Afandi said the business has definitely seen growth, with 13 more outlets licensed out to other business operators, including INTI College in Nilai, Seremban, Plaza Low Yat and Wangsa Walk.

He said the franchise package starts from RM85,000, including the booth, complete set of equipment (kebab burners) and utensils, recruitment and training of employees, assistance in searching for a location, raw materials for the first week of operations, a business promotion package (signage, banners and flyers) as well as quality control and maintenance.

However, if one opts to have a bigger space plus other added facilities such as a TV, counter with high stools or tables and chairs, then the cost will definitely be higher.

He said the recommended area for an outlet would be from 100 sq ft to 600sq ft.

“Franchisees need not worry about the business as we offer good support team for this,” he said, adding that the package also offered a manual on standard operational procedure and sales software.

In addition to that, Afandi said KTBR is strict on it conducting regular spot checks on a weekly basis to ensure that workers are well-groomed, the outlets are clean and in order, and most importantly, the kebabs are sliced consistently in accordance to specifications and vegetables are fresh.

Just like any other franchise business, Afandi said Inky receives a 5% royalty fee per month from the profits made by individual operators.

Afandi, who clearly projects the dynamism every entrepreneur needs, said Inky is currently in the midst of setting up a central kitchen, office space and warehouse in Inovo 8, Taman Teknologi 1, Kota Damansara.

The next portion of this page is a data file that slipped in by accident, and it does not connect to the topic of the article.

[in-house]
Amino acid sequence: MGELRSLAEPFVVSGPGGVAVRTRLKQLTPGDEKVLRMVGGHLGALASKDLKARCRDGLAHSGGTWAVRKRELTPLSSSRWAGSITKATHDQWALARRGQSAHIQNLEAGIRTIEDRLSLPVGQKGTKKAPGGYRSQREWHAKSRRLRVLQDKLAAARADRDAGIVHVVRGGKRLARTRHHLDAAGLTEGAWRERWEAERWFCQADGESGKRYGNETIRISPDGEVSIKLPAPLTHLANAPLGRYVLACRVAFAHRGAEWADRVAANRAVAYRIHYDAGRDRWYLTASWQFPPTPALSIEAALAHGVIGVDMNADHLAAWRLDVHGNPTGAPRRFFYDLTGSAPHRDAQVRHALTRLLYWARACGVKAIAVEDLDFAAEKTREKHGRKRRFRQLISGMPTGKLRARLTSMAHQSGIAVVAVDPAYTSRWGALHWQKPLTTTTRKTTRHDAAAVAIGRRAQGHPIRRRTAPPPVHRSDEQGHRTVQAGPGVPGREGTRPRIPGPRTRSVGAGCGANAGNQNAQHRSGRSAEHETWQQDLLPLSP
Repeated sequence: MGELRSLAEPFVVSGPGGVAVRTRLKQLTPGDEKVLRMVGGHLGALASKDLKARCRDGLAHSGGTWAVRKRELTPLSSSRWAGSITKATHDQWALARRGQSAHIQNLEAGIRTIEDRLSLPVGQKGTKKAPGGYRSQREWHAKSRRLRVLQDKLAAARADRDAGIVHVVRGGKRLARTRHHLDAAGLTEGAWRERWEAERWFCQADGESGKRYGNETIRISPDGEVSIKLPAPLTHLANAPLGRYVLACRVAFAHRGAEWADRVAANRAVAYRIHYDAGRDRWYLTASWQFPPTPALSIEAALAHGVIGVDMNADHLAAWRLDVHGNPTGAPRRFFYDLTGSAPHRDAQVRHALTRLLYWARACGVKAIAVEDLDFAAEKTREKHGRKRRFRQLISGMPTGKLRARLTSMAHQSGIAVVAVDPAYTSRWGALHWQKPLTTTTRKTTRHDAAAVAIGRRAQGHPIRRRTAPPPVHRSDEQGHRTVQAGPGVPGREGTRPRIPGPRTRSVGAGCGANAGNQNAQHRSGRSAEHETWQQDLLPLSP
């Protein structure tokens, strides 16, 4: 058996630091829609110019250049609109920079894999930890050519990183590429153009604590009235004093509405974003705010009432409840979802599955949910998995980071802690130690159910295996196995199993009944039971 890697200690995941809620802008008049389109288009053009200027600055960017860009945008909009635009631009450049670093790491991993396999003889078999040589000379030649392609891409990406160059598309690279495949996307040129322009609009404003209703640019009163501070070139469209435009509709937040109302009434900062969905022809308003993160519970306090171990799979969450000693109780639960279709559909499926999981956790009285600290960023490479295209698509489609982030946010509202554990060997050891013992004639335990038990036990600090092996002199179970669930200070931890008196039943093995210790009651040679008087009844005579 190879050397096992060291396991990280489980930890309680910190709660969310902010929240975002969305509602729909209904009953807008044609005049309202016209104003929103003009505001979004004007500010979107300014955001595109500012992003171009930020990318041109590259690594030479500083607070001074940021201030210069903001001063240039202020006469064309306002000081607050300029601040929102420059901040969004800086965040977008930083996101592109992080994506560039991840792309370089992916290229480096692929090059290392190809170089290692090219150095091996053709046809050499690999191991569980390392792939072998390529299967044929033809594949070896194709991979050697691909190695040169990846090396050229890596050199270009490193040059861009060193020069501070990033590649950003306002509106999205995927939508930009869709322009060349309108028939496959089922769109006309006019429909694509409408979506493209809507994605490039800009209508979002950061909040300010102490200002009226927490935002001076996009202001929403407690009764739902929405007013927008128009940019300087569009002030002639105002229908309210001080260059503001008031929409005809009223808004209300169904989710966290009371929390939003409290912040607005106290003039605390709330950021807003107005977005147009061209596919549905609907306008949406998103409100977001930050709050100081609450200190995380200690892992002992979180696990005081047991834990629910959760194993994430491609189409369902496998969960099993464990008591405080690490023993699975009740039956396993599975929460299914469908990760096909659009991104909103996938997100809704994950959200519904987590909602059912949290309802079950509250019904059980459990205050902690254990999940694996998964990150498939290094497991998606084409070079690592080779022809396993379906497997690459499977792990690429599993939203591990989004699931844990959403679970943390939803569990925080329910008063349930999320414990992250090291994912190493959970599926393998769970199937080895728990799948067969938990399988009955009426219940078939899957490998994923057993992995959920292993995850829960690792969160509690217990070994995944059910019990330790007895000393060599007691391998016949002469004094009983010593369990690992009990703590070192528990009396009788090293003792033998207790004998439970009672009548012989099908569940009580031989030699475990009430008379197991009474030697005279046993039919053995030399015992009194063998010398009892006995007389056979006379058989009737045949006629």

The three-storey building has a built-up area of 9,000sq ft, and about RM2.5mil has been allocated to set it up.

“We will be making our own meat kebabs once this is ready, as previously we outsourced it to a local supplier using our secret recipe,” said Afandi.

Afandi said, similar to Pizza Hut’s delivery service, they will be offering similar services in two month’s time, starting with the Bangsar outlet.

“All we need is to purchase two motorcycles and, with Bangsar’s strategic location, I am certain we can do well,” he said, adding that the target market would be people working in offices around Bukit Damansara, Bangsar and Brickfields.

Asked about the difference between KTBR’s kebabs and others sold in the city, Oh said the chicken and beef in KTBR kebabs are marinated using special recipes.

“Even the way we prepare the kebabs is different as we pan-fry them and our bread is very thin, giving the whole thing the wholesome crunchy taste of every ingredient in it,” Afandi said, adding that KTBR’s takeaway and easy-to-eat concept is the most important factor to consider in comparing it with other eateries.

Afandi’s aggressive expansion plan in the next five years is to open 200 more outlets nationwide.

“We will continue to be innovative and make improvements as well as introduce new ideas and menus to complement the lifestyle of the community at large,” he said.